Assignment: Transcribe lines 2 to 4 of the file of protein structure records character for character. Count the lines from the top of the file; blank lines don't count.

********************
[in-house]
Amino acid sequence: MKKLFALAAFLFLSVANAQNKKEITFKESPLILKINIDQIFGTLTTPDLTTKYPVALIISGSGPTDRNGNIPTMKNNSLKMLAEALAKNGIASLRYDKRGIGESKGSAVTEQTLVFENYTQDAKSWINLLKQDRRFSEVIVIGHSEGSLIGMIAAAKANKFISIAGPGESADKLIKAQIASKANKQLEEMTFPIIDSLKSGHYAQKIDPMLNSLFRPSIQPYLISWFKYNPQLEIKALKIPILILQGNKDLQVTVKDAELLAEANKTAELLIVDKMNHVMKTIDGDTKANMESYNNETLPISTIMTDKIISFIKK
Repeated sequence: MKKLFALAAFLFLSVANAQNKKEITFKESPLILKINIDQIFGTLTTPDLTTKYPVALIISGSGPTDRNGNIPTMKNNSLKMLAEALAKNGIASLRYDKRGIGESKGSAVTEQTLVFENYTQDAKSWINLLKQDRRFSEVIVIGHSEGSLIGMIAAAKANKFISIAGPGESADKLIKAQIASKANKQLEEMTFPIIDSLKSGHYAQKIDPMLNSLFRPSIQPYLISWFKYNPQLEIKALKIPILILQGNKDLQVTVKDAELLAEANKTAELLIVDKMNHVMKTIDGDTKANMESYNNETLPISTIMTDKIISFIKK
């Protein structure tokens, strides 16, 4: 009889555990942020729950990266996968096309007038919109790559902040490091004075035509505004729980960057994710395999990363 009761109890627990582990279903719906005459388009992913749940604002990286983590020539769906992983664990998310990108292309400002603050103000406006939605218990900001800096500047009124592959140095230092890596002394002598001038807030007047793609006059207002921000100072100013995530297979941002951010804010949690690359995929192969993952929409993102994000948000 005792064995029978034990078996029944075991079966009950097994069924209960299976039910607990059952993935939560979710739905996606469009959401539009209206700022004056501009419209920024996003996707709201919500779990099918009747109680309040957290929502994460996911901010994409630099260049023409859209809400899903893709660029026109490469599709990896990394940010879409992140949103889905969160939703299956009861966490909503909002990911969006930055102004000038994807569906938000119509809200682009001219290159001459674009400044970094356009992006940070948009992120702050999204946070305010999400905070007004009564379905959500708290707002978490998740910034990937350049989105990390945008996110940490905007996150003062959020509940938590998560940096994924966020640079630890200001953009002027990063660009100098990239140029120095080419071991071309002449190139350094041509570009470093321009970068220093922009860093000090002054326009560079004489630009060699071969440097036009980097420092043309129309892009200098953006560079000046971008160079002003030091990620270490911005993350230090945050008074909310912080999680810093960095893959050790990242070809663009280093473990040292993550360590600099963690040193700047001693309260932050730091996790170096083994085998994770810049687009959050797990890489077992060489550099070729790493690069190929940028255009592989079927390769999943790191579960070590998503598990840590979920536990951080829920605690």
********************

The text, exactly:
Amino acid sequence: MKKLFALAAFLFLSVANAQNKKEITFKESPLILKINIDQIFGTLTTPDLTTKYPVALIISGSGPTDRNGNIPTMKNNSLKMLAEALAKNGIASLRYDKRGIGESKGSAVTEQTLVFENYTQDAKSWINLLKQDRRFSEVIVIGHSEGSLIGMIAAAKANKFISIAGPGESADKLIKAQIASKANKQLEEMTFPIIDSLKSGHYAQKIDPMLNSLFRPSIQPYLISWFKYNPQLEIKALKIPILILQGNKDLQVTVKDAELLAEANKTAELLIVDKMNHVMKTIDGDTKANMESYNNETLPISTIMTDKIISFIKK
Repeated sequence: MKKLFALAAFLFLSVANAQNKKEITFKESPLILKINIDQIFGTLTTPDLTTKYPVALIISGSGPTDRNGNIPTMKNNSLKMLAEALAKNGIASLRYDKRGIGESKGSAVTEQTLVFENYTQDAKSWINLLKQDRRFSEVIVIGHSEGSLIGMIAAAKANKFISIAGPGESADKLIKAQIASKANKQLEEMTFPIIDSLKSGHYAQKIDPMLNSLFRPSIQPYLISWFKYNPQLEIKALKIPILILQGNKDLQVTVKDAELLAEANKTAELLIVDKMNHVMKTIDGDTKANMESYNNETLPISTIMTDKIISFIKK
């Protein structure tokens, strides 16, 4: 009889555990942020729950990266996968096309007038919109790559902040490091004075035509505004729980960057994710395999990363 009761109890627990582990279903719906005459388009992913749940604002990286983590020539769906992983664990998310990108292309400002603050103000406006939605218990900001800096500047009124592959140095230092890596002394002598001038807030007047793609006059207002921000100072100013995530297979941002951010804010949690690359995929192969993952929409993102994000948000 005792064995029978034990078996029944075991079966009950097994069924209960299976039910607990059952993935939560979710739905996606469009959401539009209206700022004056501009419209920024996003996707709201919500779990099918009747109680309040957290929502994460996911901010994409630099260049023409859209809400899903893709660029026109490469599709990896990394940010879409992140949103889905969160939703299956009861966490909503909002990911969006930055102004000038994807569906938000119509809200682009001219290159001459674009400044970094356009992006940070948009992120702050999204946070305010999400905070007004009564379905959500708290707002978490998740910034990937350049989105990390945008996110940490905007996150003062959020509940938590998560940096994924966020640079630890200001953009002027990063660009100098990239140029120095080419071991071309002449190139350094041509570009470093321009970068220093922009860093000090002054326009560079004489630009060699071969440097036009980097420092043309129309892009200098953006560079000046971008160079002003030091990620270490911005993350230090945050008074909310912080999680810093960095893959050790990242070809663009280093473990040292993550360590600099963690040193700047001693309260932050730091996790170096083994085998994770810049687009959050797990890489077992060489550099070729790493690069190929940028255009592989079927390769999943790191579960070590998503598990840590979920536990951080829920605690």